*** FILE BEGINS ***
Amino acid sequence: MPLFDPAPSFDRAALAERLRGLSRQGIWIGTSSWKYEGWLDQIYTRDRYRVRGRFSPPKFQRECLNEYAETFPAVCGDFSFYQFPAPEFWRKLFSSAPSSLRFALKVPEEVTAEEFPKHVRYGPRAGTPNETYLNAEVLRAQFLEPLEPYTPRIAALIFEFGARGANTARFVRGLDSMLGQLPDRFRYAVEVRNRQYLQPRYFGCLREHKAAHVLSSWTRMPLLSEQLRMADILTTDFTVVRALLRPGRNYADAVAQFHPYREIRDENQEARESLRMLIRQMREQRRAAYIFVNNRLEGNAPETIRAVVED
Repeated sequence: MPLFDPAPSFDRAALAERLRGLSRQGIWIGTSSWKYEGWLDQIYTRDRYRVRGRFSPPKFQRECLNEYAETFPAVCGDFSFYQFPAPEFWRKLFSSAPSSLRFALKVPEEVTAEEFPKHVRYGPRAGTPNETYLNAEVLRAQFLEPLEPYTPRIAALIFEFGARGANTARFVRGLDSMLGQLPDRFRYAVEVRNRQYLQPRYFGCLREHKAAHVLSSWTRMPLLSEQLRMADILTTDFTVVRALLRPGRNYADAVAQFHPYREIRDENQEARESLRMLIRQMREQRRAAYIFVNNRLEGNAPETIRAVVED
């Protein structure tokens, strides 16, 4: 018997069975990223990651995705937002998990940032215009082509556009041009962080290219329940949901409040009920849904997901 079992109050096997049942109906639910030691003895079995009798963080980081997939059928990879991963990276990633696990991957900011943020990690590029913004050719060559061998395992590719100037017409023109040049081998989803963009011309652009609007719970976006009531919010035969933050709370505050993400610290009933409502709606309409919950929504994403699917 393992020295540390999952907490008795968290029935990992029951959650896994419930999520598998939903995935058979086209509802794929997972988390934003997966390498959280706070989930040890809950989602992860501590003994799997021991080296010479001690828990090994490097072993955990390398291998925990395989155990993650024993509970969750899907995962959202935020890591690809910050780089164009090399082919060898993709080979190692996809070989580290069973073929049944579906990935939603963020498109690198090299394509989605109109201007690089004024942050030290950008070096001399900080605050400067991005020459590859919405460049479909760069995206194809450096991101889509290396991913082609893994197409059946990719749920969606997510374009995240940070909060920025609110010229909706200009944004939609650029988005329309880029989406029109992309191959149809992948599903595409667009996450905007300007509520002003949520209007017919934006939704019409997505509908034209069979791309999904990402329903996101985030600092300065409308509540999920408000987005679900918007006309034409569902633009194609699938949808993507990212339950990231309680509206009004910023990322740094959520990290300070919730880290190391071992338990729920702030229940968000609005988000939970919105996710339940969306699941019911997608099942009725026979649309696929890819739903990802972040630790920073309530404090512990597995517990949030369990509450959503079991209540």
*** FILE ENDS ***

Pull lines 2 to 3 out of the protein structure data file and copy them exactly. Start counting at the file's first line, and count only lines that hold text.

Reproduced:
Repeated sequence: MPLFDPAPSFDRAALAERLRGLSRQGIWIGTSSWKYEGWLDQIYTRDRYRVRGRFSPPKFQRECLNEYAETFPAVCGDFSFYQFPAPEFWRKLFSSAPSSLRFALKVPEEVTAEEFPKHVRYGPRAGTPNETYLNAEVLRAQFLEPLEPYTPRIAALIFEFGARGANTARFVRGLDSMLGQLPDRFRYAVEVRNRQYLQPRYFGCLREHKAAHVLSSWTRMPLLSEQLRMADILTTDFTVVRALLRPGRNYADAVAQFHPYREIRDENQEARESLRMLIRQMREQRRAAYIFVNNRLEGNAPETIRAVVED
């Protein structure tokens, strides 16, 4: 018997069975990223990651995705937002998990940032215009082509556009041009962080290219329940949901409040009920849904997901 079992109050096997049942109906639910030691003895079995009798963080980081997939059928990879991963990276990633696990991957900011943020990690590029913004050719060559061998395992590719100037017409023109040049081998989803963009011309652009609007719970976006009531919010035969933050709370505050993400610290009933409502709606309409919950929504994403699917 393992020295540390999952907490008795968290029935990992029951959650896994419930999520598998939903995935058979086209509802794929997972988390934003997966390498959280706070989930040890809950989602992860501590003994799997021991080296010479001690828990090994490097072993955990390398291998925990395989155990993650024993509970969750899907995962959202935020890591690809910050780089164009090399082919060898993709080979190692996809070989580290069973073929049944579906990935939603963020498109690198090299394509989605109109201007690089004024942050030290950008070096001399900080605050400067991005020459590859919405460049479909760069995206194809450096991101889509290396991913082609893994197409059946990719749920969606997510374009995240940070909060920025609110010229909706200009944004939609650029988005329309880029989406029109992309191959149809992948599903595409667009996450905007300007509520002003949520209007017919934006939704019409997505509908034209069979791309999904990402329903996101985030600092300065409308509540999920408000987005679900918007006309034409569902633009194609699938949808993507990212339950990231309680509206009004910023990322740094959520990290300070919730880290190391071992338990729920702030229940968000609005988000939970919105996710339940969306699941019911997608099942009725026979649309696929890819739903990802972040630790920073309530404090512990597995517990949030369990509450959503079991209540």